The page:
UBC Theses and Dissertations
A computationally efficient method for solving Min system reaction-diffusion equations within growing and dividing domains that approximate a rod-shaped bacterium Carlquist, William Christopher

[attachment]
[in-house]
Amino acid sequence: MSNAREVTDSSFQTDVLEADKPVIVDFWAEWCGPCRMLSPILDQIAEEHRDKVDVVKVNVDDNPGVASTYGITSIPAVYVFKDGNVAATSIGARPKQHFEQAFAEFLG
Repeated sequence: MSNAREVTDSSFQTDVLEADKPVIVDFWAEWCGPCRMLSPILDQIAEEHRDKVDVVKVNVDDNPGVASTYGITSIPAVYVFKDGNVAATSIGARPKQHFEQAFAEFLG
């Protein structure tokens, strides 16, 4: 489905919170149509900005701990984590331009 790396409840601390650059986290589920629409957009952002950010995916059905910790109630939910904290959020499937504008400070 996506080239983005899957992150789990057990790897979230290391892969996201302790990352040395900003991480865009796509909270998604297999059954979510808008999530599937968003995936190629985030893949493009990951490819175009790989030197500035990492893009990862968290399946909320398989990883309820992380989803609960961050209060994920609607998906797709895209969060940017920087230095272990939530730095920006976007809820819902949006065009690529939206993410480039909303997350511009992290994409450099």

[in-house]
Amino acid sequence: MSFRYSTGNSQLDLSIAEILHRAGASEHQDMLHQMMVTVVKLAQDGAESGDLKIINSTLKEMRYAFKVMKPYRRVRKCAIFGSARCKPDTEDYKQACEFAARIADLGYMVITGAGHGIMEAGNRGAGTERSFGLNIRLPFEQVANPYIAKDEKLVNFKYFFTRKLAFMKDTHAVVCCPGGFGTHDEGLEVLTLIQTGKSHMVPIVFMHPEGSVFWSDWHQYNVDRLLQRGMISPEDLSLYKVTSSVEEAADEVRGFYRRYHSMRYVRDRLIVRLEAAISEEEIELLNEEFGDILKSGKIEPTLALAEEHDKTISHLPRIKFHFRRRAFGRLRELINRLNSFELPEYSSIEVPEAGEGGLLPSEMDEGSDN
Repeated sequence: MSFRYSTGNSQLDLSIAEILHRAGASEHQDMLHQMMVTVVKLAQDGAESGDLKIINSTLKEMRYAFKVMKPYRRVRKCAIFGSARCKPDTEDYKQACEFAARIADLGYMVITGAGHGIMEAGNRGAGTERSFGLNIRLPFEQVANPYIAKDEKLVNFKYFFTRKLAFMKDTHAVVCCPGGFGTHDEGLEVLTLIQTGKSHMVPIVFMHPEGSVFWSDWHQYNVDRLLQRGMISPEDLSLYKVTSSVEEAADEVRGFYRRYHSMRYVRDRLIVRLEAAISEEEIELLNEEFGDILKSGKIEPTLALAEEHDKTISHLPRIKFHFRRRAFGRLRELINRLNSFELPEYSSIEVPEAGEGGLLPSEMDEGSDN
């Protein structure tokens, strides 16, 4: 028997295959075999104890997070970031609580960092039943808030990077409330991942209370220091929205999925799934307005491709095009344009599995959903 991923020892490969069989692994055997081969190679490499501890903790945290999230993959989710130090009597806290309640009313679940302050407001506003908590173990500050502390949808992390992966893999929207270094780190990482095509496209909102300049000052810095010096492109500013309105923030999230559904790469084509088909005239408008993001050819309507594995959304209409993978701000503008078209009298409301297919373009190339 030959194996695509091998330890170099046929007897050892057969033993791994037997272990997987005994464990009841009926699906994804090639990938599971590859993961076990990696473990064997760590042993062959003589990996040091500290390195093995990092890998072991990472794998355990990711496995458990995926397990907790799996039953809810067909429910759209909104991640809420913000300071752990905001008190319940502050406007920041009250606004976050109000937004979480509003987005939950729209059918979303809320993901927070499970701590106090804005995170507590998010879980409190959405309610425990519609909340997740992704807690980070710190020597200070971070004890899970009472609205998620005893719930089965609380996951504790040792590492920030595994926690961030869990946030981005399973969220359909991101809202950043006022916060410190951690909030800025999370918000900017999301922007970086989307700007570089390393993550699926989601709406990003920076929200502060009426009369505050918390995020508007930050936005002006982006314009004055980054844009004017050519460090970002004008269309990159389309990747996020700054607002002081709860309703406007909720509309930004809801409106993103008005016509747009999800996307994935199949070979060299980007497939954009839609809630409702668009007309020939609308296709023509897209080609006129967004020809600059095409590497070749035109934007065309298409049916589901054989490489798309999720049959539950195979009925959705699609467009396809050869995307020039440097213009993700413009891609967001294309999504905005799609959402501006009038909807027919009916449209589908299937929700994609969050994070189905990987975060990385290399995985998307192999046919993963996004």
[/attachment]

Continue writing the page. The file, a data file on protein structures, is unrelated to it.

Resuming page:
Few biological systems, showing complex pattern formation that spans multiple spatial and temporal scales, have been reduced in understanding to several components. The Min system in Escherichia coli, consists of three proteins, MinD, MinE, and MinC. Through ordered, cyclic, membrane binding and unbinding, facilitated by ATP hydrolysis, the Min system regulates the site of cell division in vivo. The Min system is tightly coupled with cell growth and division. Various mathematical models have been proposed to describe specific biological phenomena, arising from the Min system, but no model has been tested in a biologically relevant space, which grows and divides. In this thesis, I develop a computationally efficient method for solving reaction-diffusion equations, in a growing and dividing geometry, which approximates growth and division in a rod-shaped bacterium.
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